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SBB - Pamięć CD (album) cover




Eclectic Prog

4.22 | 254 ratings

From, the ultimate progressive rock music website

5 stars Had I heard this or any SBB album in the 70s I might not have favored FOCUS/JAN AKKERMAN and RETURN TO FOREVER/AL DI MEOLA/CHICK COREA/STANLEY CLARKE/LENNY WHITE so much. This is perhaps the best match of emotion and virtuosic jazz fusion I've ever heard--and I do like this album more than the other three highly acclaimed SBB studio albums ("Momento z banalnym triptykiem" and "Slovenian GIrls"). Not so complex or complicated as to lose listeners but by no means simple or uniform, these songs are well composed and extremely well preformed.

1. The opener, "W Kolysce Dioni Twych (Ojcu)" sucked me in from the opening notes like a PFM classic. Just beautiful music! And then it matriculates into an absolutely AWESOME groove at the 5:20 mark (I love the subtle but masterful interplay of the instrumentalists during the minute before the guitar and vocal solos begin.) The switch at the seven minute mark saddened me, but then I was able to relax into it and enjoy. The drums are so tight! Keyboard work is fun! SEgues back ointo beautiful intro section with guitar and voice(!) leading the high register melodic notes. (10/10)

2. "Z Ktorych Krwi Frew Moja" (10:14) had almost the same effect on me as the opener: sucking me right into its emotional, melodic weave. The vocal, electric guitar and background vocals at the one minute mark make for a beautiful hook. This B section returns until at 2:37 we have a subtle bass keyboard solo. The hypnotic mid-section supports an adequate guitar solo before everything slows down to a spacey FOCUS-like section at 6:55. RPI-like vocals at 7:35. Still AKKERMAN/VAN LEER-like guitar & organ background throughout. This one didn't reach the heights nor sustain it as the first but still an excellent, emotional song. (9/10)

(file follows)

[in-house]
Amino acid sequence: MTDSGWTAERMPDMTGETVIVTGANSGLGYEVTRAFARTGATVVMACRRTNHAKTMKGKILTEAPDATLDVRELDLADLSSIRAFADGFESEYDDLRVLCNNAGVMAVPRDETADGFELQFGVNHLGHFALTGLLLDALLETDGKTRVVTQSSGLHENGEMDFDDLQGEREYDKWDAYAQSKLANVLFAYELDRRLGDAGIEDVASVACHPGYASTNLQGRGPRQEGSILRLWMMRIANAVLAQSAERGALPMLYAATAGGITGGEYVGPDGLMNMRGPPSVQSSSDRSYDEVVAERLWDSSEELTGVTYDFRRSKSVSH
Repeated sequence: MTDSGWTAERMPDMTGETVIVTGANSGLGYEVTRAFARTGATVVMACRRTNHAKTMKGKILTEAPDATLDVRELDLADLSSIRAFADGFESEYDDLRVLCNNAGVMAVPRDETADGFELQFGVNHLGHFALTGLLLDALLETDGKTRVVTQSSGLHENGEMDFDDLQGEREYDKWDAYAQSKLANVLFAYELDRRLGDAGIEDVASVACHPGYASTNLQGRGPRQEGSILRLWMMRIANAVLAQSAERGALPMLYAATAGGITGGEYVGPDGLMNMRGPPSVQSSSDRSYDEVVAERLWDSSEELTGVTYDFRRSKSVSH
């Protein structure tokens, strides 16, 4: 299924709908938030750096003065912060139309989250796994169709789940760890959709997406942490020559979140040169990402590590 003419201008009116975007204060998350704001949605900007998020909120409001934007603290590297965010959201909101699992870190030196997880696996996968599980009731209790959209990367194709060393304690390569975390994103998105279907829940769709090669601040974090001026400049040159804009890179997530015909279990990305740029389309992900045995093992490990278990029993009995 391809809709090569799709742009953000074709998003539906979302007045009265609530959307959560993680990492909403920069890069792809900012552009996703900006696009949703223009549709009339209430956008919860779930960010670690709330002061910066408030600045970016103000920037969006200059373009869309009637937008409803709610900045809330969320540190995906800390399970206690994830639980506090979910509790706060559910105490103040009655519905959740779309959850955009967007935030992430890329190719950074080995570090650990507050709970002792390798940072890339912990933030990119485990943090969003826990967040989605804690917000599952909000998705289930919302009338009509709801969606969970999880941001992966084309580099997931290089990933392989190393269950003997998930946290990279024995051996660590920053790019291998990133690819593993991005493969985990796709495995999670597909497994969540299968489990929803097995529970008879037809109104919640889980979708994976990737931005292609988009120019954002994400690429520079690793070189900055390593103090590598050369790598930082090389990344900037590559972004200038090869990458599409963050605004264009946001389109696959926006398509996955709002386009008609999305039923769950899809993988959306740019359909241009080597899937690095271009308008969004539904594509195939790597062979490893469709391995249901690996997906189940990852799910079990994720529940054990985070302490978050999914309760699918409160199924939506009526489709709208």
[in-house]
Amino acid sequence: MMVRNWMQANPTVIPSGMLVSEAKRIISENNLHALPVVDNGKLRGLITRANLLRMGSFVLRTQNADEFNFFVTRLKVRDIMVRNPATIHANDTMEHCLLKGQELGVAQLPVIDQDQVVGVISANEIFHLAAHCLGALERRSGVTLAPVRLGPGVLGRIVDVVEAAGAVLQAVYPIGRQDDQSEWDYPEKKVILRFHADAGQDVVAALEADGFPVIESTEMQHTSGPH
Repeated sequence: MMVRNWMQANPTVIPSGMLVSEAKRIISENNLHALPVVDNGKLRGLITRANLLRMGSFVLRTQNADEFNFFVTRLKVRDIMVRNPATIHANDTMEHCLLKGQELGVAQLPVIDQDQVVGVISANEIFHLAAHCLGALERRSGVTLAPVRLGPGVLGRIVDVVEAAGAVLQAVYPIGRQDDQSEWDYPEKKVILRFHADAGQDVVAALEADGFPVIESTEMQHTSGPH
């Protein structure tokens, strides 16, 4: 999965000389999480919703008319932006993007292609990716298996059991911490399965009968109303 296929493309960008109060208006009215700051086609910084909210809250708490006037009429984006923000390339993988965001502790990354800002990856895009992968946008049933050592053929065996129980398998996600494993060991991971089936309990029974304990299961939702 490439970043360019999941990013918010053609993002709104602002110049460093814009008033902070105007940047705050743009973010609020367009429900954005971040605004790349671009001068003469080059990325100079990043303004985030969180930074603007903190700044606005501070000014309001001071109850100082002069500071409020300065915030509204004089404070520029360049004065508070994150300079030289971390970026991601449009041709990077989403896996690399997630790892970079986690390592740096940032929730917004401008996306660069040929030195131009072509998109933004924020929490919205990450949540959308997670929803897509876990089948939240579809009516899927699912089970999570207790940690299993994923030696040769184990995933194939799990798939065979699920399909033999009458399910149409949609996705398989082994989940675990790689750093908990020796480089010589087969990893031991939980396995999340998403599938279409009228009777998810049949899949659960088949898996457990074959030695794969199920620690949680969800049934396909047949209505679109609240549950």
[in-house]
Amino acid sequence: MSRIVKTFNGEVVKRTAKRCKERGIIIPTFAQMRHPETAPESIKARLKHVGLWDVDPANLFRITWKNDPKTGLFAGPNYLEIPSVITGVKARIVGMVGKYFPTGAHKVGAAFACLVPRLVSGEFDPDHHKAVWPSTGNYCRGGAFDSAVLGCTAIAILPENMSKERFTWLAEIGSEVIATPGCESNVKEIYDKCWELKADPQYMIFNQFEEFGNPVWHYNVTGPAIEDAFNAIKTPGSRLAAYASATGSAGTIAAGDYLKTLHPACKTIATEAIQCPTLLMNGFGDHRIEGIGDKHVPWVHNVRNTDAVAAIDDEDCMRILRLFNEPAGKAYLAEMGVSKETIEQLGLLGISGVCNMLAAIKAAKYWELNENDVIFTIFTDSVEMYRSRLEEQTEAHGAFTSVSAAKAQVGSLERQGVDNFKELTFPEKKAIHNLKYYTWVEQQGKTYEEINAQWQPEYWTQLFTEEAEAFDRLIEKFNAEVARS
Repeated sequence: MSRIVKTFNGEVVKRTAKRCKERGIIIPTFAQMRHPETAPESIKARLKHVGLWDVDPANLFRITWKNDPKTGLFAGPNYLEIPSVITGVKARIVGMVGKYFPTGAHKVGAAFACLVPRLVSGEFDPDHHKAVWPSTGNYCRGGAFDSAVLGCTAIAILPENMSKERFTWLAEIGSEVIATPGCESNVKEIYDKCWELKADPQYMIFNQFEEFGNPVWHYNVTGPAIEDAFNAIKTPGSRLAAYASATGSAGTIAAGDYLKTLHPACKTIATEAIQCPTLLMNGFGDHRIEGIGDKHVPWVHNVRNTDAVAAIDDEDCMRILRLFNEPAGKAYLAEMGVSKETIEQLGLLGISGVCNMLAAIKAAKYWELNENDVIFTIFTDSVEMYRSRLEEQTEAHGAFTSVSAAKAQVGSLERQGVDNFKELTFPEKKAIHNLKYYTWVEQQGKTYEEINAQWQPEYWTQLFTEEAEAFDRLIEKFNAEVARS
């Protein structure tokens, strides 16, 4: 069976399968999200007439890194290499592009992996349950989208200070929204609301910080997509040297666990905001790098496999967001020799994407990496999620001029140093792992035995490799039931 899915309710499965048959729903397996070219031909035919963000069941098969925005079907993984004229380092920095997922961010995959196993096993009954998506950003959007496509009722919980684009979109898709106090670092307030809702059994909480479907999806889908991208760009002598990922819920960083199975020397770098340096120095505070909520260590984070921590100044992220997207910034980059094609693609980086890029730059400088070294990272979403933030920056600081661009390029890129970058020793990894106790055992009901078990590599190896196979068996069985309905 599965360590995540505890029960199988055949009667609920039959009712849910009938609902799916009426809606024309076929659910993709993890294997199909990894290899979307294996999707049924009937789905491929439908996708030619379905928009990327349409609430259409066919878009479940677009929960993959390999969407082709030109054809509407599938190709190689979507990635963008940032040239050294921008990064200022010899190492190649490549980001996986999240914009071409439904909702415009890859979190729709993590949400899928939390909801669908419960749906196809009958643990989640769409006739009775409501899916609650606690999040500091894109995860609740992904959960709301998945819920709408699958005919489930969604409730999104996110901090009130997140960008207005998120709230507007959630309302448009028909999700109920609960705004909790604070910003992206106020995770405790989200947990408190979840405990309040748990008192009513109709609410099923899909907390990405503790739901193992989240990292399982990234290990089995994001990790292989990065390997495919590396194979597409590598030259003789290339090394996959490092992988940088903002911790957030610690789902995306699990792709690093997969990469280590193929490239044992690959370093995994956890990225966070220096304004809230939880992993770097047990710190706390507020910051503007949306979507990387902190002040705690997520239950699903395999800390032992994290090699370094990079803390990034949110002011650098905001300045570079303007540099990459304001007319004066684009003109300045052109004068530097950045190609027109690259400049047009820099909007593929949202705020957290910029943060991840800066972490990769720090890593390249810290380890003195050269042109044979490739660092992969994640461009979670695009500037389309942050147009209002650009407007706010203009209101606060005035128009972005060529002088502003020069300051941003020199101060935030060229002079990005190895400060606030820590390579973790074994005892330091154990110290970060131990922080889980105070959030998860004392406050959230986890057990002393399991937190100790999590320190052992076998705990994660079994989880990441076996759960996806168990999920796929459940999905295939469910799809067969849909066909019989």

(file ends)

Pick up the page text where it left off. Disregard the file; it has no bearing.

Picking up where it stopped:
3. The album's epic, "Pamiec w Kamein Wasta" (19:48) opens with synth waves and some very slow, subtly developing space music. It sounds like an prelude/interlude piece from the soundtrack of 2001: A Space Odyssey--the part where the evolutionary chimps are figuring out the use of weapons (leading up to Ricard Strauss' "Also Sprach Zarathustra"). Eventually the song evolves into a Court of the Crimson King-like song (especially the MIchael Giles-like drumming). At 10:15 an ELP Tarkus-like section starts up before evolving into what sounds (incredibly) like a cross between EUMIR DEODATO's "Also Sprach Zarathustra" and a JEAN-LUC PONTY classic. Great fun following the drums, bass, keyboards, and volume pedal controlled guitar both separately and stepping back to hear the effect of the woven mix. AT 14:55 there is an shift into a more funky rhythm section to support a three-minute electric guitar solo. Not quite AL DI MEOLA but a very nice solo anyway. The next shift is into another chorale-led section (nicely displaying the drummer's prowess) that brings me back to a familiar PHAROAH SANDERS/GINO VANELLI feeling. Fade out is as it started: spacey keys and synth waves. Great song despite the divertissement section to support the lengthy guitar solo. (9/10)

My CD version has two bonus songs, "Niedokonczona Progresja" (6:24) (9/10) and "Reko-reko" (4:31) (7/10), the first a slow piano-based song that builds slowly into a kind of TONY BANKS/ANTHONY PHILLIPSian piece (with some awesome frenetic synth soloing), while the second song starts out with the melodrama of a great GINO VANELLI song. Later the presence of a mouth organ makes it take on a little bluesy feel. I can see why theses songs did not make the cut for this album as they don't have the development of the other songs--they are in fact kind of one-dimensional, though still very melodic.

Based on the material presented on the original album this is in my opinion a very important 4.5 star contribution to the prog catalog. Essential, as it is, IMHO, the first SBB album that I would recommend to the curious listener.

BrufordFreak | 5/5 |


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